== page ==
The override response interface 700 may also include a plurality of action buttons 708, which designate what action, if any, the teller should take. For example, the supervisor may click on a “GRANT” button for signifying approval of the override request, or click on a “DENY” button for signifying denial of the override request, or click on a “HOLD” button, which may signify that further information may be needed before the supervisor can grant or deny the override request, or click on a “BUSY” button, which may signify that the teller should send an override request to another supervisor.

The override response interface 700 may also include a “RESPONSE” button 710, a note field 712, and a “CLOSE” button 714. When the “RESPONSE” button 710 is clicked, an override response message is sent to the workstation that sent the selected override request message. The note field 712 may be used by the supervisor to send a note in the override response message to the teller. The “CLOSE” button 714 is used to close the override response interface 700.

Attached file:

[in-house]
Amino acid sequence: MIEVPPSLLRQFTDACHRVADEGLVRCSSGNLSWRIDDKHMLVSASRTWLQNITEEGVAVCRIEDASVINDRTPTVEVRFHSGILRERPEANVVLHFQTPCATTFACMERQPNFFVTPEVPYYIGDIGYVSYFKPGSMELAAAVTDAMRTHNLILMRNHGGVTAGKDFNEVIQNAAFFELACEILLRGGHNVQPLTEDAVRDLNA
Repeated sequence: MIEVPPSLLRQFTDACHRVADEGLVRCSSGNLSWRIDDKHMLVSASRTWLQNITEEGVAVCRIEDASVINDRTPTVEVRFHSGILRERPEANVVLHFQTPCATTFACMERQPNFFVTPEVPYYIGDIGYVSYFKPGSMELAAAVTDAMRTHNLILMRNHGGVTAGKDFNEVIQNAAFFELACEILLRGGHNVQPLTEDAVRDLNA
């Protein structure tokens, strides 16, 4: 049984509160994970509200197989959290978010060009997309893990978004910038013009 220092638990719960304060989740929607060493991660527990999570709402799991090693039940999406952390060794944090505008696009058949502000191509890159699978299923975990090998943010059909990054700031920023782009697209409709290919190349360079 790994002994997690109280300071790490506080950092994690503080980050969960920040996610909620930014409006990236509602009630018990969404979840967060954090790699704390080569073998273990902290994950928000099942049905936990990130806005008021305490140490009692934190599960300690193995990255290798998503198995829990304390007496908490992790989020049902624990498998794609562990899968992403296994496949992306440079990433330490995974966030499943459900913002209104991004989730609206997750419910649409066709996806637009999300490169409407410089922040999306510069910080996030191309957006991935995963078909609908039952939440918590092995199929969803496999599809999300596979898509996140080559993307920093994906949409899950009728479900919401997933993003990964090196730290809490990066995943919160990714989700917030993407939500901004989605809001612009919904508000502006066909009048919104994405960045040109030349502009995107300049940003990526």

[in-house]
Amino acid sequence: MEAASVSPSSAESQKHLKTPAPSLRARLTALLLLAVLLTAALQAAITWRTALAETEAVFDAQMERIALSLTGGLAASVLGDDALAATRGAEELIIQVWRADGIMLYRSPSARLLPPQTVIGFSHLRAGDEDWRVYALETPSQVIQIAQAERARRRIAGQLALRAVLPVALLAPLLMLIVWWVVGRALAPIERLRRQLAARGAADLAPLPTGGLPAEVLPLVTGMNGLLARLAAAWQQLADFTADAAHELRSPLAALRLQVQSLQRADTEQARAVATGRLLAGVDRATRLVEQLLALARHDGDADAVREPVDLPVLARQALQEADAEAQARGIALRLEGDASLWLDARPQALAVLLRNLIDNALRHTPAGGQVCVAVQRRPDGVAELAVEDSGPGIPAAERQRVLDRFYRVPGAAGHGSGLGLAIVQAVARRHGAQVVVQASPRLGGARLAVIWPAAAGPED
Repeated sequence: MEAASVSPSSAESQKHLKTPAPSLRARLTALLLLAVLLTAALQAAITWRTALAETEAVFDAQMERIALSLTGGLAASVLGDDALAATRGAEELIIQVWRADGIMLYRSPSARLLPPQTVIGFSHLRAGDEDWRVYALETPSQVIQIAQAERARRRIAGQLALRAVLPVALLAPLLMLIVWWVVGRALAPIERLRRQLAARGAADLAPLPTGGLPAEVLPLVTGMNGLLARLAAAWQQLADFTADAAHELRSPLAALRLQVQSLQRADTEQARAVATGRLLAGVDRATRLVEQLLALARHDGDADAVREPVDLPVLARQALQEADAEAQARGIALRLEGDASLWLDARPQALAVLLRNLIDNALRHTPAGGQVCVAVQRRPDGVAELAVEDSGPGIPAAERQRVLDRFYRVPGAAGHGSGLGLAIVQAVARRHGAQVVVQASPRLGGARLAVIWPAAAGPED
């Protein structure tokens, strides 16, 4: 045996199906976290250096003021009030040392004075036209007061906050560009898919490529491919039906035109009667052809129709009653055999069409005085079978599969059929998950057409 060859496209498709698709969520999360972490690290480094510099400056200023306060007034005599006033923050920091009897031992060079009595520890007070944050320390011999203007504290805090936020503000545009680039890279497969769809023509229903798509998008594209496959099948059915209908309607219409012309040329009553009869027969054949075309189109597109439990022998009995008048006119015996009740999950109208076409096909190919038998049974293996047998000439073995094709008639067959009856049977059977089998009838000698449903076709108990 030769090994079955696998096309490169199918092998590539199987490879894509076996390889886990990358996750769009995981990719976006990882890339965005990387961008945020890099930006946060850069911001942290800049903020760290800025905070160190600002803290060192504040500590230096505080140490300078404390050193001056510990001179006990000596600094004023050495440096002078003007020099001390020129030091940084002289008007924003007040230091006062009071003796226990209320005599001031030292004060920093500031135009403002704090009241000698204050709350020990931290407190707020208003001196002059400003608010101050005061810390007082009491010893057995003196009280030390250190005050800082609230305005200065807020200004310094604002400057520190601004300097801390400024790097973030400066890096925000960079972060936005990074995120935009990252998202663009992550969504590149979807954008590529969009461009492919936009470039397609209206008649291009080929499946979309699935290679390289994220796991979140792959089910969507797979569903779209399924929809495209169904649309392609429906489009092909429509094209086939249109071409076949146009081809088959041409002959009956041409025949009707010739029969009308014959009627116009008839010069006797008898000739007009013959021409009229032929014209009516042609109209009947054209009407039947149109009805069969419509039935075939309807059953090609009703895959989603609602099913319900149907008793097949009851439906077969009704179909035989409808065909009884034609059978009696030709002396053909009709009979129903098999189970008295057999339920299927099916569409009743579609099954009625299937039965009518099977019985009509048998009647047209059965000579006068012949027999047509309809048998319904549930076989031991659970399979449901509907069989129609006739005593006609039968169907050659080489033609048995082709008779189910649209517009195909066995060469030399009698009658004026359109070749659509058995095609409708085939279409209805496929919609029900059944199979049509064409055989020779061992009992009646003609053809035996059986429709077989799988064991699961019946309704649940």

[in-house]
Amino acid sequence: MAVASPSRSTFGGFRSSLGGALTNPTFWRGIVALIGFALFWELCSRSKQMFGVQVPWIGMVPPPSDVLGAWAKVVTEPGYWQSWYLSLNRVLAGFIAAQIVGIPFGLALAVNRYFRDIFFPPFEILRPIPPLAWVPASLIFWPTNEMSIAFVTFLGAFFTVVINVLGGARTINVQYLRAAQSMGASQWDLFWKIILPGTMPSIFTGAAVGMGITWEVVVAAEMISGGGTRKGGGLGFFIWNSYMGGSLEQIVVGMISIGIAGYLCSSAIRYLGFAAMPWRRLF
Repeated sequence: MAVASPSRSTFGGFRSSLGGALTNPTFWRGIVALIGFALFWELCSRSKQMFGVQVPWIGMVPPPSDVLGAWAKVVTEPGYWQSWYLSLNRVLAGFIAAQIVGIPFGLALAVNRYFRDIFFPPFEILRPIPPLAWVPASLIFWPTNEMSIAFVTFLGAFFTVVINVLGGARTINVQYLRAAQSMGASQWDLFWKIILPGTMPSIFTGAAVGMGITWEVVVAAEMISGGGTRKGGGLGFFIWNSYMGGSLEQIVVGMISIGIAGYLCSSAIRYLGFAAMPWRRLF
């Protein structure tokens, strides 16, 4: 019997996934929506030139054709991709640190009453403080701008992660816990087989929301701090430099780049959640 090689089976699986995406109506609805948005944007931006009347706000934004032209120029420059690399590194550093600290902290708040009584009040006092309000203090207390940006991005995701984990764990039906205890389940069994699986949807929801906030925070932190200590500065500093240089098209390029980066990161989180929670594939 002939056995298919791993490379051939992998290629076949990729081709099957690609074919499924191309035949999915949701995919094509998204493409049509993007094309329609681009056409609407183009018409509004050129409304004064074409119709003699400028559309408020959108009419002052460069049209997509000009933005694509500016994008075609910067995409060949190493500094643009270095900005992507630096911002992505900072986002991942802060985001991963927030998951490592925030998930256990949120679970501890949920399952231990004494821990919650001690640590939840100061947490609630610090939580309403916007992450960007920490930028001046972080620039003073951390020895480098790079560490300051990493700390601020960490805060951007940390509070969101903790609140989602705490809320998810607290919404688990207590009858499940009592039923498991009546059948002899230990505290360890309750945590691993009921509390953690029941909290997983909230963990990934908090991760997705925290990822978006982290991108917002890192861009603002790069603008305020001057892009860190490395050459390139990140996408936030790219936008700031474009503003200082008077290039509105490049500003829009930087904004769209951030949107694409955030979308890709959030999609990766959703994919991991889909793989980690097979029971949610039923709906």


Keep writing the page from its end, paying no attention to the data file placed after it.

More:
FIG. 8 is a flow chart illustrating exemplary steps 800 that may be performed at the financial institution. In step 802, a teller initiates a transaction with a user of the financial institution. In step 804, a rules engine monitors the transaction to determine whether, among other things, the steps violate any predetermined rule. If the no rules are being violated, then the process continues at step 806 and the transaction is continued. In some situations, a single transaction might involve multiple procedures by the teller, and in that case, the process loops back to step 804. If there has been no attempted violation of the rules, then the transaction is completed and ends at step 808.

On the other hand, when the rules engine determines that there has been a rule violation, then the process continues at step 810, where the state of the transaction module 318 of the workstation 112 is changed to “locked.” In step 812, the teller selects an active supervisor from a list of active supervisors. As previously described, the list of active supervisors can be from information provided by the server 110 or by workstations coupled to the LAN 118. In step 814, the teller sends the override request message to the selected supervisor.